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QB Brown will produce or take seat, Giants say

When Jim Fassel was named coach of the New York Giants, he quickly named Dave Brown his starting quarterback.

Fassel said he didn't want a repeat of the team's controversy in 1991, when new coach Ray Handley vacillated between Phil Simms and Jeff Hostetler.

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"That's the lesson I learned. As a head coach, you have to be decisive and they have to be well-thought-out decisions," he said.

Despite all that, Fassel actually answered the question when asked what it would take for him to bench Brown for Danny Kanell.

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Coaches usually try to duck hypothetical questions, but Fassel plunged right in.

"If Dave were holding us back, that's what it would take," he said. "It would take our offense playing well, but Dave is not. We're going down the field, and have opportunity after opportunity to score, but we're not scoring and it's his fault."

Fassel added, "But if we aren't playing well and he's just part of that, then what good does it do to throw somebody new into the mess and open up another can of worms?"

Brown has been the most controversial player on the Giants team the past two years. He not only didn't play well, but was a focal point of the rift between coach Dan Reeves and general manager George Young.

Reeves made it obvious he didn't think Brown could play. Young was -- and still is -- a Brown booster.

"All the things that are being said now about Dave Brown were being said about Phil Simms early in his career," Young said.

Well, not exactly. Simms' problem was that he couldn't stay healthy early in his career. Brown has stayed healthy, but has been so erratic that opponents have consistently played eight-man fronts to stop the run, knowing Brown couldn't beat them.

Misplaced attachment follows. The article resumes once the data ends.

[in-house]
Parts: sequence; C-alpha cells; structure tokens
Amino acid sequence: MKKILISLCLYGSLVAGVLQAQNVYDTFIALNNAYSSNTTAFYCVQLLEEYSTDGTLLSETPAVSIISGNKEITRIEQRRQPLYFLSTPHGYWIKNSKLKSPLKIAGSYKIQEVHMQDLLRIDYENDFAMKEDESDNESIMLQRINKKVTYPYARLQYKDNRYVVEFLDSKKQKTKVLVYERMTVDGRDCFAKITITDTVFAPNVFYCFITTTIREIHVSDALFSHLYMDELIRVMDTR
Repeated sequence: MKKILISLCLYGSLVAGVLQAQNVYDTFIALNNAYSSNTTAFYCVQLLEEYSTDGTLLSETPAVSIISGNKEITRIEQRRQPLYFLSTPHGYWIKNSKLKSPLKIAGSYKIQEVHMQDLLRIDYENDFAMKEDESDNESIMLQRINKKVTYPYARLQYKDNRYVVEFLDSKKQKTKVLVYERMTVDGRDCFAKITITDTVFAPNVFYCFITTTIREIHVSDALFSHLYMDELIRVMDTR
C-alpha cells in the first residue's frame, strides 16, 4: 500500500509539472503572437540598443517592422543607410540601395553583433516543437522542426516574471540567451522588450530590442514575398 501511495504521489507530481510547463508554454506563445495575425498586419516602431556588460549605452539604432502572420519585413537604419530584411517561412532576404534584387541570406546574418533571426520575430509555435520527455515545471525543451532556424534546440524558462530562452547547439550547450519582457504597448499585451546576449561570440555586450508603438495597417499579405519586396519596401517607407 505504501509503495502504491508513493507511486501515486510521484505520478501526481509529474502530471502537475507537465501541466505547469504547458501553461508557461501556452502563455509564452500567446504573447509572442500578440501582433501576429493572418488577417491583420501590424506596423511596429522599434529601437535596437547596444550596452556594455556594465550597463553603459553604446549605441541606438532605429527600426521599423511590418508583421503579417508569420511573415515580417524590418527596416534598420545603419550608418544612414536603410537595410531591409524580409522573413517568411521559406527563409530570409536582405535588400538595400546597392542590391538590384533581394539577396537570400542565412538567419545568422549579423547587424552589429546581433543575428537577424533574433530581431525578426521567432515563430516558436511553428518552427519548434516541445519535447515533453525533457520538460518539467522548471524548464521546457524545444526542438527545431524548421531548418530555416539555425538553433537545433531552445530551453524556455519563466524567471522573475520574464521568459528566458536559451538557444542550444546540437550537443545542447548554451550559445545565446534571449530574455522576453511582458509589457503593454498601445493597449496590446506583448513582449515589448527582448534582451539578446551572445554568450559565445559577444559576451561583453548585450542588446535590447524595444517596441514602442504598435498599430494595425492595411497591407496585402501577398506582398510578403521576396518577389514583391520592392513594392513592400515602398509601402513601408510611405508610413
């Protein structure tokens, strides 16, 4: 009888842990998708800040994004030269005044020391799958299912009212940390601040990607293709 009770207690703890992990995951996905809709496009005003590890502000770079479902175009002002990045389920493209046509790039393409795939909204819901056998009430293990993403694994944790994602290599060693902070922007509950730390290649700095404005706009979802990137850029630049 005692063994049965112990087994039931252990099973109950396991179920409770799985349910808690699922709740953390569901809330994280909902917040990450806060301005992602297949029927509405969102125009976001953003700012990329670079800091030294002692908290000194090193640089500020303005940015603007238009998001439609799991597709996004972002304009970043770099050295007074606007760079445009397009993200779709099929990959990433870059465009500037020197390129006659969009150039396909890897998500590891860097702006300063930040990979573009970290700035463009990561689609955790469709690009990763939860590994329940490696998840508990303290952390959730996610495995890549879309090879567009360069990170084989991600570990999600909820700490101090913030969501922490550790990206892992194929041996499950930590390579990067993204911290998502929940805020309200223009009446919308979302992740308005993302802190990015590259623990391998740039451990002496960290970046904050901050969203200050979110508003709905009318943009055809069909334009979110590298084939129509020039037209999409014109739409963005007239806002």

Brown's attitude hasn't helped, either. Quarterbacks get the big bucks and are supposed to take the responsibility. Brown likes to pass it around.

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He said after one loss last year: "I'm the first to admit that I didn't play well. But that could be said for a lot of guys on this team."

Now Brown gets a fresh start with Fassel. "I feel more confidence in the personnel as far as the way they are being coached," the quarterback said. "We have an offense that allows guys to free lance and allows guys to use their athletic ability. In that regard, it will help me and our offense."

But he must produce -- starting with the preseason game against the Ravens on Saturday night at Memorial Stadium.

Even Young said last week: "I don't care who plays quarterback as long as the team succeeds. Dave knows he has to produce on the field. He's working on it."

Brown, too, said this is his make-or-break season.

"When you have two losing seasons in a row, there are not many more chances," he said.

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Rift on the Jets

Wayne Chrebet, a free-agent overachiever from Hofstra who made it big with the New York Jets the past two years, has been one of the team's most popular players. Fans tend to like overachievers.

Now he's more popular than ever since top draft pick Keyshawn Johnson trashed Chrebet in his book, "Just Give Me The Damn Ball!" Chrebet gets cheered on the practice field and Johnson gets jeered when he drops a ball.

Chrebet, who hasn't spoken to Johnson since the book came out, said of the fans' support: "Hometown story still. They don't forget that. They know I try to give them something to cheer."

Of the jeers, Johnson said: "That's funny to me. It's a joke."

He also brushes off the controversy about his book. "It's a dead issue with me and it's a dead issue with my coaching staff and that's what's important," he said.

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"None of my teammates talks to me. I'm a loner. My job is on the football field. None of these guys have any relationship with me off the field."

Chrebet certainly doesn't.

Asked if he's surprised Johnson hasn't approached him, he said: "I don't think about it. I'm just trying to play ball right now. It doesn't matter. It doesn't affect me the least bit."

Sentiment

When the Pittsburgh Steelers play the Chicago Bears on Fox today in the first NFL game to be played in Dublin, Ireland, it's a sign that sentiment isn't dead in sports yet.